Rome's Colosseum Is Getting a Massive (and Much-Needed) Makeover

Wikimedia Commons // CC BY-SA 2.5
Wikimedia Commons // CC BY-SA 2.5 / Wikimedia Commons // CC BY-SA 2.5

Originally commissioned around 70 CE by the Flavian Emperor Vespasian, the Colosseum in Rome is the largest amphitheater ever built. But thanks to centuries of tourism, air pollution, and quick-fix repairs, the massive concrete-and-sand structure was looking pretty dingy. So in 2011, Conde Nast Traveler reports, Italian luxury leather brand Tod’s teamed up with Rome's Archaeological Heritage Department to restore the nearly 2000-year-old archaeological treasure to its former glory.

On Friday, July 1, the team celebrated a major milestone in the Colosseum’s extensive three-stage renovation process: the cleaning of 31 arches and 44,000 square feet of the structure's northern and southern façades. The current arch enclosure system also received brand-new gates. In all, the Colosseum’s exterior cleaning cost 6.5 million euros, or $7.2 million, the Associated Press reports

You can't just power-wash a historic monument, so, according to Wallpaper*, restoration workers had to take a photographic survey of the Colosseum and map its surfaces before using a special hydraulic spray to mist away dirt, deposits, algae, and moss by hand. The process took nearly three years—although amazingly enough, the Colosseum stayed open to tourists the entire time.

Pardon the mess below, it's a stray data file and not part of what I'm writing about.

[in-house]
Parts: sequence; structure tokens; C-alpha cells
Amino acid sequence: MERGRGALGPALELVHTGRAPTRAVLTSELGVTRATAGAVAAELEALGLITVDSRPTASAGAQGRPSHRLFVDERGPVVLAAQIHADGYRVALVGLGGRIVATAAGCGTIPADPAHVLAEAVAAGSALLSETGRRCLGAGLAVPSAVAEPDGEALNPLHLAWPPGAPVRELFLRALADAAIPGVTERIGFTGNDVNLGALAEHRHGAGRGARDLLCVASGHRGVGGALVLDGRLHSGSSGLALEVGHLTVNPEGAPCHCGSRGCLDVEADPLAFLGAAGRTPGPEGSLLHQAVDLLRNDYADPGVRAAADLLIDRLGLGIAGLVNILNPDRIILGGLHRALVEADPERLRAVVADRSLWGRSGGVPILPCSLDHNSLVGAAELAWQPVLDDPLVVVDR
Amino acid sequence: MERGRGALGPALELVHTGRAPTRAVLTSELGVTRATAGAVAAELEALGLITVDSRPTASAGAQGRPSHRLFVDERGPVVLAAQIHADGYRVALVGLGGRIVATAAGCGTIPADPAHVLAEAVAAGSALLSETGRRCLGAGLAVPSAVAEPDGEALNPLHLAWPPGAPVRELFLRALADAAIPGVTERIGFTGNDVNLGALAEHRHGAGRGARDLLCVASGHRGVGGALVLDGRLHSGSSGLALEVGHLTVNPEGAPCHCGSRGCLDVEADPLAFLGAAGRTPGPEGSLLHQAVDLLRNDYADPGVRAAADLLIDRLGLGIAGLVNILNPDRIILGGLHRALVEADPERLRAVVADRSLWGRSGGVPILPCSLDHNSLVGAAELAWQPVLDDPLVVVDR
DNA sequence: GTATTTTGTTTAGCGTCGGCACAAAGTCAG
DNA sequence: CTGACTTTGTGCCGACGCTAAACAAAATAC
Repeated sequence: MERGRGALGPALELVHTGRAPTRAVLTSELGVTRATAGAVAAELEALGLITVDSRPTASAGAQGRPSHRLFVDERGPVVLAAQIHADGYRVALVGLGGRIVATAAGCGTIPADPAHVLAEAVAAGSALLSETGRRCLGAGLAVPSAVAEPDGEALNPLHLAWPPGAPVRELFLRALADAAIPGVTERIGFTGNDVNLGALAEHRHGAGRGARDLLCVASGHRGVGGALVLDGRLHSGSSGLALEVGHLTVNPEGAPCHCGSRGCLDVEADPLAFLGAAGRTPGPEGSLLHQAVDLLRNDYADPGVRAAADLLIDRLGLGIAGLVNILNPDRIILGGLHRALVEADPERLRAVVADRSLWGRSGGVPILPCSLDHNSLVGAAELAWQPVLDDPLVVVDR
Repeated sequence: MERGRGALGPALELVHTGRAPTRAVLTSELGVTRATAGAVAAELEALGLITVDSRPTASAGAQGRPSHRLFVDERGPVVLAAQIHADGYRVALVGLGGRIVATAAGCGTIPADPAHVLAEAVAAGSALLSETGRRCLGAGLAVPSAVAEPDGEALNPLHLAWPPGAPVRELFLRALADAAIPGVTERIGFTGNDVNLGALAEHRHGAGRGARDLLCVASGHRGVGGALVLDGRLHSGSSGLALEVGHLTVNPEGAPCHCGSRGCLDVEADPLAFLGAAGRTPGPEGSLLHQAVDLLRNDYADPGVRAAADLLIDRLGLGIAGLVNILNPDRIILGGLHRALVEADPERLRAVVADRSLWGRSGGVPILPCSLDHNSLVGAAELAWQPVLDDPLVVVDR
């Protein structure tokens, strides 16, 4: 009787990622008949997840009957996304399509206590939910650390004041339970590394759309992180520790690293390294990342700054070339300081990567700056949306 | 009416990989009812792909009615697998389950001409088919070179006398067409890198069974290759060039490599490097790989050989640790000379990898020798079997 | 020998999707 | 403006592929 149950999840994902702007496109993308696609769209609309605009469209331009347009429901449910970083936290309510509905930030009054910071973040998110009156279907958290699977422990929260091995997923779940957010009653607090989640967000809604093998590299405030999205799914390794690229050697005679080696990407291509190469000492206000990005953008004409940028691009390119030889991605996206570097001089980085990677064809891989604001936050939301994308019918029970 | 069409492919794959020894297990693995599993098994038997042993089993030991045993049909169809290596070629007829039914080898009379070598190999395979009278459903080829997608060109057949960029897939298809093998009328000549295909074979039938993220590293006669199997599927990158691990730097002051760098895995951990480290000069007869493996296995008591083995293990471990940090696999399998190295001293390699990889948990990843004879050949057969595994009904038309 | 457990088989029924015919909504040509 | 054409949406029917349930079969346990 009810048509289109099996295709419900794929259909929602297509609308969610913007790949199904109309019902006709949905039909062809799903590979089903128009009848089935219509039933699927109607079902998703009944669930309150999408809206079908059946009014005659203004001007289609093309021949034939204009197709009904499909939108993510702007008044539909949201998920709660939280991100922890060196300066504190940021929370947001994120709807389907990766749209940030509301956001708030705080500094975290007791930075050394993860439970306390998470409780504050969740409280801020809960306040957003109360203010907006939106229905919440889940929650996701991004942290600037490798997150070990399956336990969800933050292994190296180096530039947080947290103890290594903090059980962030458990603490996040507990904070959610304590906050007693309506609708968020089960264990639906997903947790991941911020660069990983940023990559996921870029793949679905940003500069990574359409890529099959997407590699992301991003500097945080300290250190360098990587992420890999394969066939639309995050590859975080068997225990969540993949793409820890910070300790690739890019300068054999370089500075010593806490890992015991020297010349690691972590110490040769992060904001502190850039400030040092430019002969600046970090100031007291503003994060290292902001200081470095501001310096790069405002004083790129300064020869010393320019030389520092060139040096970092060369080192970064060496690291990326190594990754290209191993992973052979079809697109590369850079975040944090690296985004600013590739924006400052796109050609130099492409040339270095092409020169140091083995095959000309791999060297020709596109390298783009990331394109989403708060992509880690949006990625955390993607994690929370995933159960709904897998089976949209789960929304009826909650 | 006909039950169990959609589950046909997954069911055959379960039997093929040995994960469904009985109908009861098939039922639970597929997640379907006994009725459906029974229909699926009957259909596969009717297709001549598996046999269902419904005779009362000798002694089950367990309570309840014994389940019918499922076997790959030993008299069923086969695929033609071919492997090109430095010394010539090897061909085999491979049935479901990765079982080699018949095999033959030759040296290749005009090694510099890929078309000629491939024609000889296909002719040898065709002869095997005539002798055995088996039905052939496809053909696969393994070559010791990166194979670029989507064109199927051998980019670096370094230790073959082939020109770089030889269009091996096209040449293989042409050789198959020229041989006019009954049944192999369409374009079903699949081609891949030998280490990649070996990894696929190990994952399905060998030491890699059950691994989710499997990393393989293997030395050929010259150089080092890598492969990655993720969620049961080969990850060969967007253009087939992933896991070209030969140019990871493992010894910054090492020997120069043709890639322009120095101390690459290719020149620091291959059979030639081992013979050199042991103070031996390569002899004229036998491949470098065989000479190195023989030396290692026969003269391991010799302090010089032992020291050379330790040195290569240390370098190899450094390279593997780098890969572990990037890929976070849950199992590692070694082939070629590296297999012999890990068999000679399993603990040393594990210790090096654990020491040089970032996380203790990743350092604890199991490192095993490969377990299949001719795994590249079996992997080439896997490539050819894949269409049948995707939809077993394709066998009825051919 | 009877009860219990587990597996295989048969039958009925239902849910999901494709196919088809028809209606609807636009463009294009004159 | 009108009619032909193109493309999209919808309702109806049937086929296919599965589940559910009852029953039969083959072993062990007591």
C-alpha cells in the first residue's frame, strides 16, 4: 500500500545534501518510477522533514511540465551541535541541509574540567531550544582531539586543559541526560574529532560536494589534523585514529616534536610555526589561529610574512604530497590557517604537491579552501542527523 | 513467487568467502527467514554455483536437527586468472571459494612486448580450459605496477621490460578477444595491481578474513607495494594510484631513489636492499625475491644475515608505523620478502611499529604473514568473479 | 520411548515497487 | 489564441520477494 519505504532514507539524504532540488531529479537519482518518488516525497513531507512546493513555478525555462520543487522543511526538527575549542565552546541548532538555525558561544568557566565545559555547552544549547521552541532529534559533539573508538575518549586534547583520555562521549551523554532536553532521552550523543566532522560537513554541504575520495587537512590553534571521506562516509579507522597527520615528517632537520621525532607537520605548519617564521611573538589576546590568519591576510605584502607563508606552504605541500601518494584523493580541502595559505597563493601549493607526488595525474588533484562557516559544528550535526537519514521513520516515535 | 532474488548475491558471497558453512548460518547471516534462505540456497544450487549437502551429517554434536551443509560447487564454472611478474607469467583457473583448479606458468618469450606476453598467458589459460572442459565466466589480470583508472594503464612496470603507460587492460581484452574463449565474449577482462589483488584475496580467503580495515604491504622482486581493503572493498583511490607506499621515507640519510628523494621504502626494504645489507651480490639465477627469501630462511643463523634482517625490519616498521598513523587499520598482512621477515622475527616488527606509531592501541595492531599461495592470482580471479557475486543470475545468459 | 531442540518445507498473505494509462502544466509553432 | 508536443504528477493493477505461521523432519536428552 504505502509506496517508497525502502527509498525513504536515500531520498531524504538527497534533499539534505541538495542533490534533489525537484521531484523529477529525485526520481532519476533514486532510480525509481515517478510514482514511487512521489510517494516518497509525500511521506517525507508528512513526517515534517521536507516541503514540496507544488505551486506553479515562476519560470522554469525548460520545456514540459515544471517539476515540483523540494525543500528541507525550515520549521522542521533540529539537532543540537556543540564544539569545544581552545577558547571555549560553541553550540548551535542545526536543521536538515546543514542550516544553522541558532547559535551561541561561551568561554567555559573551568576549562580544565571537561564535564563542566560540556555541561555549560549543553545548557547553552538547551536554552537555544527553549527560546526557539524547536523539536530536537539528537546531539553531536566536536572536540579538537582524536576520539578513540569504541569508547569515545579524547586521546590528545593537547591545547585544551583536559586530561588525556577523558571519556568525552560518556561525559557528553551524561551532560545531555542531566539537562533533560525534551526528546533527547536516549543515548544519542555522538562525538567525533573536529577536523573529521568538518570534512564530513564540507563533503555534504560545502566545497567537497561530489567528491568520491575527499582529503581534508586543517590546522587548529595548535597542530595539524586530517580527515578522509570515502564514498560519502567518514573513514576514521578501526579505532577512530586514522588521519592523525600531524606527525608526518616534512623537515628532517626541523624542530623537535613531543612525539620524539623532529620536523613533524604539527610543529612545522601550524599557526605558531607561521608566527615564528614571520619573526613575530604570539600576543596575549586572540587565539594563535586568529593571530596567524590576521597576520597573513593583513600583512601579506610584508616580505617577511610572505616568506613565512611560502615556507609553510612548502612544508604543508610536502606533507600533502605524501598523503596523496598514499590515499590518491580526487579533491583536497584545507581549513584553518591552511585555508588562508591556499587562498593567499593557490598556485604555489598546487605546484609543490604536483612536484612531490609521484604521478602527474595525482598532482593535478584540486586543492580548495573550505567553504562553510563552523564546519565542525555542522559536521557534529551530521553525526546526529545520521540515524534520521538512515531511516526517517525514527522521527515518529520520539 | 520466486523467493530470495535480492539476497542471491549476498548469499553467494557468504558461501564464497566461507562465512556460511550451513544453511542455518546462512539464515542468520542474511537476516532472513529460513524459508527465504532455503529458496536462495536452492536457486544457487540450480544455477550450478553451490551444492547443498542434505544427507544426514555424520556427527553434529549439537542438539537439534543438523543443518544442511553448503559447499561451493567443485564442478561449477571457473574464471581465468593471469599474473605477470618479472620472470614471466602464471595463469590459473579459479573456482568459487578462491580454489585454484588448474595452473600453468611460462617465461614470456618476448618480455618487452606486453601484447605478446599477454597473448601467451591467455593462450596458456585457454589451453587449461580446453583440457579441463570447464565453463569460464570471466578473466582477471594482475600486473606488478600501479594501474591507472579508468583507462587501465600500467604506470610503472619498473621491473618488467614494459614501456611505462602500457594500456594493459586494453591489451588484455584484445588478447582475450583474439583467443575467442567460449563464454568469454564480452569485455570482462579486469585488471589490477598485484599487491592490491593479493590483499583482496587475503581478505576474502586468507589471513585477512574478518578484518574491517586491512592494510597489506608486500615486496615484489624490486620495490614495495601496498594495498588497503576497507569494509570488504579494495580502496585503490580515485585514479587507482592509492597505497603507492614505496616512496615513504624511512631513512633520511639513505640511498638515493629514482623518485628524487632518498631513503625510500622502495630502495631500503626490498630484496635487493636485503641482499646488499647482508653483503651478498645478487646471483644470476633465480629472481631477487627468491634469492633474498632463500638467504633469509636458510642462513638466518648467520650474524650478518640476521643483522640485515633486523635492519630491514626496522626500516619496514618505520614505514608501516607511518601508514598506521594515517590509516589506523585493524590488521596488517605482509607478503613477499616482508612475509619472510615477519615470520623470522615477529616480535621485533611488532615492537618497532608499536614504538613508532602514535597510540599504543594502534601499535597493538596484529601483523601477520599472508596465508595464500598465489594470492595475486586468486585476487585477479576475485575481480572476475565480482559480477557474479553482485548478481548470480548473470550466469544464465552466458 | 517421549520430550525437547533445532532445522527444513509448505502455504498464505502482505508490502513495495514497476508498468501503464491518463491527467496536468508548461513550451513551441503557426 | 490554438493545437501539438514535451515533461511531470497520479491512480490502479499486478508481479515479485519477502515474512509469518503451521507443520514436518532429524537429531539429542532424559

The entire Colosseum restoration project is costing Tod’s about 25 million euros overall. Eventually, the squeaky-clean building will also receive a new visitors center with a cafeteria, and its passageways and underground vaults will be restored. And by the end of 2018, the Colosseum might get a new floor—one that could allow performers to host entertainment events in one of Italy’s most majestic and storied venues.

But don’t expect the ancient wonder to be transformed into a performance stage just yet: Architects and engineers still need to figure out whether the building’s foundations can support a stage, and considering that the Colosseum's drainage system still uses ancient Roman pipes, its underground system would need a major upgrade.

[h/t Condé Nast Traveler]

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